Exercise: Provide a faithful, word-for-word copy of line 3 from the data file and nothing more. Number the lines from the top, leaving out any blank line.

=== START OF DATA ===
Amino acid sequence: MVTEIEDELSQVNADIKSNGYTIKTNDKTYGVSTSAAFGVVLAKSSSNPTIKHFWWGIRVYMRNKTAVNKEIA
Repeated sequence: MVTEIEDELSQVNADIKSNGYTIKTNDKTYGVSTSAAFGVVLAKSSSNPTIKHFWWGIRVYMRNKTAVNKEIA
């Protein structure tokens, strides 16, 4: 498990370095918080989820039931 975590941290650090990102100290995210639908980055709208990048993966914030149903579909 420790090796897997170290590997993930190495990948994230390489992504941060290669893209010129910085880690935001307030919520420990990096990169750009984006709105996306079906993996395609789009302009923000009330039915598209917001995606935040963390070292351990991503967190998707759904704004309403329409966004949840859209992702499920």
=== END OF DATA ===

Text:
């Protein structure tokens, strides 16, 4: 498990370095918080989820039931 975590941290650090990102100290995210639908980055709208990048993966914030149903579909 420790090796897997170290590997993930190495990948994230390489992504941060290669893209010129910085880690935001307030919520420990990096990169750009984006709105996306079906993996395609789009302009923000009330039915598209917001995606935040963390070292351990991503967190998707759904704004309403329409966004949840859209992702499920």